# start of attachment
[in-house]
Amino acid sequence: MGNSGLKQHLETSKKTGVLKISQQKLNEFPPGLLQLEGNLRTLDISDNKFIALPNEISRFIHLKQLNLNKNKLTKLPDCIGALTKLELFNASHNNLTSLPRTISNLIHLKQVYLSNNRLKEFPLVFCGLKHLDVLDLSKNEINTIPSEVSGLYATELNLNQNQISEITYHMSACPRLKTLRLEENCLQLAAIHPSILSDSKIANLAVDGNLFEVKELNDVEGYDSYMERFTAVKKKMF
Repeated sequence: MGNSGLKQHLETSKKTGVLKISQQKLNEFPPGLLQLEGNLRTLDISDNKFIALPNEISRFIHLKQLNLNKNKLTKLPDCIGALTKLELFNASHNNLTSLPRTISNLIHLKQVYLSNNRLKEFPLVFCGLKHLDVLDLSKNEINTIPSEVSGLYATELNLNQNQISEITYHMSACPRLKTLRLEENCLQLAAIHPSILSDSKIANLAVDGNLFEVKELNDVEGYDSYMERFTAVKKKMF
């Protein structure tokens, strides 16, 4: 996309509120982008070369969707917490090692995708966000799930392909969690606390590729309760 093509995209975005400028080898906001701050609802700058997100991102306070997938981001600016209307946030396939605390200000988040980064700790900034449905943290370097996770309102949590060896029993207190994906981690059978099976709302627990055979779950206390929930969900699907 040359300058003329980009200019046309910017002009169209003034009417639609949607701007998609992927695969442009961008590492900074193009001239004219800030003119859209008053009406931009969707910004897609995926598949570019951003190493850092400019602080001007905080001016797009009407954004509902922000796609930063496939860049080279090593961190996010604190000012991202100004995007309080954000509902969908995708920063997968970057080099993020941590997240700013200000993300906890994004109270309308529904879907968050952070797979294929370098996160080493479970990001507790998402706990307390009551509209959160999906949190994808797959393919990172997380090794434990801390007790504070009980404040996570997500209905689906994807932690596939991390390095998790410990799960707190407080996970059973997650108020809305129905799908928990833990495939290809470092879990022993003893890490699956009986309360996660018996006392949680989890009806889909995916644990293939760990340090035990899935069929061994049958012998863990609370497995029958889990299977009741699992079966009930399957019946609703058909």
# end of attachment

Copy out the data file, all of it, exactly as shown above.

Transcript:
[in-house]
Amino acid sequence: MGNSGLKQHLETSKKTGVLKISQQKLNEFPPGLLQLEGNLRTLDISDNKFIALPNEISRFIHLKQLNLNKNKLTKLPDCIGALTKLELFNASHNNLTSLPRTISNLIHLKQVYLSNNRLKEFPLVFCGLKHLDVLDLSKNEINTIPSEVSGLYATELNLNQNQISEITYHMSACPRLKTLRLEENCLQLAAIHPSILSDSKIANLAVDGNLFEVKELNDVEGYDSYMERFTAVKKKMF
Repeated sequence: MGNSGLKQHLETSKKTGVLKISQQKLNEFPPGLLQLEGNLRTLDISDNKFIALPNEISRFIHLKQLNLNKNKLTKLPDCIGALTKLELFNASHNNLTSLPRTISNLIHLKQVYLSNNRLKEFPLVFCGLKHLDVLDLSKNEINTIPSEVSGLYATELNLNQNQISEITYHMSACPRLKTLRLEENCLQLAAIHPSILSDSKIANLAVDGNLFEVKELNDVEGYDSYMERFTAVKKKMF
């Protein structure tokens, strides 16, 4: 996309509120982008070369969707917490090692995708966000799930392909969690606390590729309760 093509995209975005400028080898906001701050609802700058997100991102306070997938981001600016209307946030396939605390200000988040980064700790900034449905943290370097996770309102949590060896029993207190994906981690059978099976709302627990055979779950206390929930969900699907 040359300058003329980009200019046309910017002009169209003034009417639609949607701007998609992927695969442009961008590492900074193009001239004219800030003119859209008053009406931009969707910004897609995926598949570019951003190493850092400019602080001007905080001016797009009407954004509902922000796609930063496939860049080279090593961190996010604190000012991202100004995007309080954000509902969908995708920063997968970057080099993020941590997240700013200000993300906890994004109270309308529904879907968050952070797979294929370098996160080493479970990001507790998402706990307390009551509209959160999906949190994808797959393919990172997380090794434990801390007790504070009980404040996570997500209905689906994807932690596939991390390095998790410990799960707190407080996970059973997650108020809305129905799908928990833990495939290809470092879990022993003893890490699956009986309360996660018996006392949680989890009806889909995916644990293939760990340090035990899935069929061994049958012998863990609370497995029958889990299977009741699992079966009930399957019946609703058909």